6. ^ Lehmann, D.; Ozaki, H.; Pal, I. (1987). "EEG alpha map series: Brain micro-states by space-oriented adaptive segmentation". Electroencephalography and clinical neurophysiology 67 (3): 271–288. doi:10.1016/0013-4694(87)90025-3. PMID 2441961.  edit
  7. ^ a b c Pascual-Marqui, RD; Michel, CM; Lehmann, D (Jul 1995). "Segmentation of brain electrical activity into microstates: model estimation and validation.". IEEE transactions on bio-medical engineering 42 (7): 658–65. PMID 7622149. 
  8. ^ a b c Kikuchi, M.; Koenig, T.; Munesue, T.; Hanaoka, A.; Strik, W.; Dierks, T.; Koshino, Y.; Minabe, Y. (2011). "EEG Microstate Analysis in Drug-Naive Patients with Panic Disorder". In Yoshikawa, Takeo. PLoS ONE 6 (7): e22912. doi:10.1371/journal.pone.0022912. PMC 3146502. PMID 21829554.  edit
  9. ^ a b Kindler, J.; Hubl, D.; Strik, W. K.; Dierks, T.; Koenig, T. (2011). "Resting-state EEG in schizophrenia: Auditory verbal hallucinations are related to shortening of specific microstates". Clinical Neurophysiology 122 (6): 1179–1182. doi:10.1016/j.clinph.2010.10.042. PMID 21123110.  edit
  10. ^ a b Lehmann, D.; Faber, P. L.; Galderisi, S.; Herrmann, W. M.; Kinoshita, T.; Koukkou, M.; Mucci, A.; Pascual-Marqui, R. D.; Saito, N.; Wackermann, J.; Winterer, G.; Koenig, T. (2005). "EEG microstate duration and syntax in acute, medication-naïve, first-episode schizophrenia: A multi-center study". Psychiatry Research: Neuroimaging 138 (2): 141. doi:10.1016/j.pscychresns.2004.05.007.  edit
  11. ^ a b Stevens, A.; Lutzenberger, W.; Bartels, D. M.; Strik, W.; Lindner, K. (1997). "Increased duration and altered topography of EEG microstates during cognitive tasks in chronic schizophrenia". Psychiatry Research 66 (1): 45–57. doi:10.1016/s0165-1781(96)02938-1. PMID 9061803.  edit
  12. ^ a b Strelets, V.; Faber, P. L.; Golikova, J.; Novototsky-Vlasov, V.; Koenig, T.; Gianotti, L. R. R.; Gruzelier, J. H.; Lehmann, D. (2003). "Chronic schizophrenics with positive symptomatology have shortened EEG microstate durations". Clinical Neurophysiology 114 (11): 2043–2051. doi:10.1016/s1388-2457(03)00211-6. PMID 14580602.  edit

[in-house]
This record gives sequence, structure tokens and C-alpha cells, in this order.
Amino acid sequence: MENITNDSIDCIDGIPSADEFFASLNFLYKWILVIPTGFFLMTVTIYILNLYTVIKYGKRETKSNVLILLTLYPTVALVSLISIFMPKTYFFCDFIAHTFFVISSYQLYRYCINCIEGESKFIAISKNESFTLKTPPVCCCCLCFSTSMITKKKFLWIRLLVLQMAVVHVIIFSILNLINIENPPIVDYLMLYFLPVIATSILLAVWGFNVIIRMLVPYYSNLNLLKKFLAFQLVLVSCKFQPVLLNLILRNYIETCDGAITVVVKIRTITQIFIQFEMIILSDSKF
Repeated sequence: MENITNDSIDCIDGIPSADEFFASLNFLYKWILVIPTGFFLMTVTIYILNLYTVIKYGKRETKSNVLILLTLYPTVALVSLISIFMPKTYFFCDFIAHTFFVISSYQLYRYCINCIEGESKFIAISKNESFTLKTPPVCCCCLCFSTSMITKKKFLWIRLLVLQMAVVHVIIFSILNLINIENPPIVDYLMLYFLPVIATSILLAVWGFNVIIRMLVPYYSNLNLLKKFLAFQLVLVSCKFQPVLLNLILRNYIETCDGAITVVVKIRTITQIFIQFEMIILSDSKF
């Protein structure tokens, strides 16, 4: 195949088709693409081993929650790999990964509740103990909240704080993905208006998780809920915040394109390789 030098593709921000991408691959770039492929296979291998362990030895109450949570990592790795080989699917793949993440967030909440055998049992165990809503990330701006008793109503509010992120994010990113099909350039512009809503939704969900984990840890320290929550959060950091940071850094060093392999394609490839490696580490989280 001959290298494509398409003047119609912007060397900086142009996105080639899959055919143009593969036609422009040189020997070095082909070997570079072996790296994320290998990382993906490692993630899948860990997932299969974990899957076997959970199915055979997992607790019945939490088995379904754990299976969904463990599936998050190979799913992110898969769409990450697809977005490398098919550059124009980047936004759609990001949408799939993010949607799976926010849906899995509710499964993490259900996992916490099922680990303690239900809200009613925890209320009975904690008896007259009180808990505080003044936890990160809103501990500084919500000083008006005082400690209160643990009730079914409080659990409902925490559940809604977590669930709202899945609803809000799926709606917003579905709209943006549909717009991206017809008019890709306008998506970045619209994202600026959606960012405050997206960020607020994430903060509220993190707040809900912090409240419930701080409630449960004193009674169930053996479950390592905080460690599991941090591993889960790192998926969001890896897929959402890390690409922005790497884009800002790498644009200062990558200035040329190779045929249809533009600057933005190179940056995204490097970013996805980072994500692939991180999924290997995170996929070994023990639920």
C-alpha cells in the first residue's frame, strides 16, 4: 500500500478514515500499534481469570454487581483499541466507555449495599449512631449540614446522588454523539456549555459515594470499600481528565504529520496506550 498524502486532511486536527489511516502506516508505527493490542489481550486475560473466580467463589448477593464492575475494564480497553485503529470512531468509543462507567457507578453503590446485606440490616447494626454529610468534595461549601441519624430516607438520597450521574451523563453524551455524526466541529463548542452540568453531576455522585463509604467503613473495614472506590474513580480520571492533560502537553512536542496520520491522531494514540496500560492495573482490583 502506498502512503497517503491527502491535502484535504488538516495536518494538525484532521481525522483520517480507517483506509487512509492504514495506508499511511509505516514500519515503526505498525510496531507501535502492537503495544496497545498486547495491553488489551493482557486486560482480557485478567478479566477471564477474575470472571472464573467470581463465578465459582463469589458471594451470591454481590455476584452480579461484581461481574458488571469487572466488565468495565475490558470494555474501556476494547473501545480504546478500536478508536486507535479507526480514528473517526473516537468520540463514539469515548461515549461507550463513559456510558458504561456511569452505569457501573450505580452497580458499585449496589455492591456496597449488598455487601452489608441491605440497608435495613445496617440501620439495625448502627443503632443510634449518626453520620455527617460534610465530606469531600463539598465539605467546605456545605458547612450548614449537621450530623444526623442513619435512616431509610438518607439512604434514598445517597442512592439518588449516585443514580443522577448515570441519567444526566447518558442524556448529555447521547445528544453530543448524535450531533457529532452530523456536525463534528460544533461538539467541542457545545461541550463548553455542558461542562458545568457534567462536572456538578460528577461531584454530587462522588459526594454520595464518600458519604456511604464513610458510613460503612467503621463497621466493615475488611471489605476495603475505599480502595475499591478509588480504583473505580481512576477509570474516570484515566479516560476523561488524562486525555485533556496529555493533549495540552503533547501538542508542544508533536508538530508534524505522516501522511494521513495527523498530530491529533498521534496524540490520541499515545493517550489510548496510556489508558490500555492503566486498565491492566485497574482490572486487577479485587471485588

13. ^ a b Strik, W. K.; Chiaramonti, R.; Muscas, G. C.; Paganini, M.; Mueller, T. J.; Fallgatter, A. J.; Versari, A.; Zappoli, R. (1997). "Decreased EEG microstate duration and anteriorisation of the brain electrical fields in mild and moderate dementia of the Alzheimer type". Psychiatry Research: Neuroimaging 75 (3): 183. doi:10.1016/s0925-4927(97)00054-1.  edit
  14. ^ a b c d Koenig, T.; Prichep, L.; Lehmann, D.; Sosa, P. V.; Braeker, E.; Kleinlogel, H.; Isenhart, R.; John, E. R. (2002). "Millisecond by Millisecond, Year by Year: Normative EEG Microstates and Developmental Stages". NeuroImage 16 (1): 41–48. doi:10.1006/nimg.2002.1070. PMID 11969316.  edit
  15. ^ a b c d Cantero, J. L.; Atienza, M.; Salas, R. M.; Gómez, C. M. (1999). "Brain spatial microstates of human spontaneous alpha activity in relaxed wakefulness, drowsiness period, and REM sleep". Brain Topography 11 (4): 257–263. doi:10.1023/A:1022213302688. PMID 10449257.  edit